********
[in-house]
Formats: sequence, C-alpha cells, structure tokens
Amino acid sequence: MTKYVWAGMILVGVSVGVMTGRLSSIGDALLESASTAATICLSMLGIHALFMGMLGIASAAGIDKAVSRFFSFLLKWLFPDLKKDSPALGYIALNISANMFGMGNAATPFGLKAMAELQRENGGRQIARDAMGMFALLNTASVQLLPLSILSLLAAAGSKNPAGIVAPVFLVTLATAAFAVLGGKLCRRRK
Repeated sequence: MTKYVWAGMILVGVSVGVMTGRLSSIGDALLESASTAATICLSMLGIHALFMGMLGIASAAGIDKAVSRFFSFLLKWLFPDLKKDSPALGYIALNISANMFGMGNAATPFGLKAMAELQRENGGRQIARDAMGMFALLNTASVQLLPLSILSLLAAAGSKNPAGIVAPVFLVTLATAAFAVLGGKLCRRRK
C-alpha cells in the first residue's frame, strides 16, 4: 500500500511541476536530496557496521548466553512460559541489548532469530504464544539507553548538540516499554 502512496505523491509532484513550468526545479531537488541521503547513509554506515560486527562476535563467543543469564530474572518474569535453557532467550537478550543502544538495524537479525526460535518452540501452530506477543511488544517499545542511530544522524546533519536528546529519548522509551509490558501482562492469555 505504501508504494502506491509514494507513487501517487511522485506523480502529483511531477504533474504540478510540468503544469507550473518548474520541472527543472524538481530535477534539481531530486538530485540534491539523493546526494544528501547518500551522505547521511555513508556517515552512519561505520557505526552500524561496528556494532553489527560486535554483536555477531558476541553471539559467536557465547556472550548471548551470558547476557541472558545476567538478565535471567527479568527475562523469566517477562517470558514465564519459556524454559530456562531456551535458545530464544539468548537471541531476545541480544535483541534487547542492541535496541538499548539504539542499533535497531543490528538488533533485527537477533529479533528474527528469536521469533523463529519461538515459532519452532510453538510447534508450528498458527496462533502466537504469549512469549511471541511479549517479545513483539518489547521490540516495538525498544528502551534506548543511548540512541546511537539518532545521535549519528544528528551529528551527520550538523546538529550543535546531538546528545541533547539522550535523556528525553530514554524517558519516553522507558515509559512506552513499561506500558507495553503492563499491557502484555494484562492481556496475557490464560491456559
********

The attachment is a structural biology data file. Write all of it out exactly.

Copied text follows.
[in-house]
Formats: sequence, C-alpha cells, structure tokens
Amino acid sequence: MTKYVWAGMILVGVSVGVMTGRLSSIGDALLESASTAATICLSMLGIHALFMGMLGIASAAGIDKAVSRFFSFLLKWLFPDLKKDSPALGYIALNISANMFGMGNAATPFGLKAMAELQRENGGRQIARDAMGMFALLNTASVQLLPLSILSLLAAAGSKNPAGIVAPVFLVTLATAAFAVLGGKLCRRRK
Repeated sequence: MTKYVWAGMILVGVSVGVMTGRLSSIGDALLESASTAATICLSMLGIHALFMGMLGIASAAGIDKAVSRFFSFLLKWLFPDLKKDSPALGYIALNISANMFGMGNAATPFGLKAMAELQRENGGRQIARDAMGMFALLNTASVQLLPLSILSLLAAAGSKNPAGIVAPVFLVTLATAAFAVLGGKLCRRRK
C-alpha cells in the first residue's frame, strides 16, 4: 500500500511541476536530496557496521548466553512460559541489548532469530504464544539507553548538540516499554 502512496505523491509532484513550468526545479531537488541521503547513509554506515560486527562476535563467543543469564530474572518474569535453557532467550537478550543502544538495524537479525526460535518452540501452530506477543511488544517499545542511530544522524546533519536528546529519548522509551509490558501482562492469555 505504501508504494502506491509514494507513487501517487511522485506523480502529483511531477504533474504540478510540468503544469507550473518548474520541472527543472524538481530535477534539481531530486538530485540534491539523493546526494544528501547518500551522505547521511555513508556517515552512519561505520557505526552500524561496528556494532553489527560486535554483536555477531558476541553471539559467536557465547556472550548471548551470558547476557541472558545476567538478565535471567527479568527475562523469566517477562517470558514465564519459556524454559530456562531456551535458545530464544539468548537471541531476545541480544535483541534487547542492541535496541538499548539504539542499533535497531543490528538488533533485527537477533529479533528474527528469536521469533523463529519461538515459532519452532510453538510447534508450528498458527496462533502466537504469549512469549511471541511479549517479545513483539518489547521490540516495538525498544528502551534506548543511548540512541546511537539518532545521535549519528544528528551529528551527520550538523546538529550543535546531538546528545541533547539522550535523556528525553530514554524517558519516553522507558515509559512506552513499561506500558507495553503492563499491557502484555494484562492481556496475557490464560491456559